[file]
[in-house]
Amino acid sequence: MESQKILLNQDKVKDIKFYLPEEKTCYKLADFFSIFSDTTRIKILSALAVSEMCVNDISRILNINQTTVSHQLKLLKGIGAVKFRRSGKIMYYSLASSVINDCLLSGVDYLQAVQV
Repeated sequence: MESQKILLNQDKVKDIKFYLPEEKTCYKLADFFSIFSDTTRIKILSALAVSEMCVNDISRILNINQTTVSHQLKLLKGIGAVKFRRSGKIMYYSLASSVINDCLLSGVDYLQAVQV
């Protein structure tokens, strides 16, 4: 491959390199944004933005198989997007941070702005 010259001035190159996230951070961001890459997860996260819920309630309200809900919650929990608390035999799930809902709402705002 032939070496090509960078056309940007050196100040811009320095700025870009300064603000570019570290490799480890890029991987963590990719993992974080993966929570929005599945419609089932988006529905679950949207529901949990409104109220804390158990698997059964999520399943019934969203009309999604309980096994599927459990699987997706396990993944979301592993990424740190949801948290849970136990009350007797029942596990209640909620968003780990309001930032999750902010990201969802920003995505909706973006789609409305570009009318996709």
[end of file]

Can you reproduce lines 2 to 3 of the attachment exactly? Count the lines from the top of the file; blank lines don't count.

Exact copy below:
Amino acid sequence: MESQKILLNQDKVKDIKFYLPEEKTCYKLADFFSIFSDTTRIKILSALAVSEMCVNDISRILNINQTTVSHQLKLLKGIGAVKFRRSGKIMYYSLASSVINDCLLSGVDYLQAVQV
Repeated sequence: MESQKILLNQDKVKDIKFYLPEEKTCYKLADFFSIFSDTTRIKILSALAVSEMCVNDISRILNINQTTVSHQLKLLKGIGAVKFRRSGKIMYYSLASSVINDCLLSGVDYLQAVQV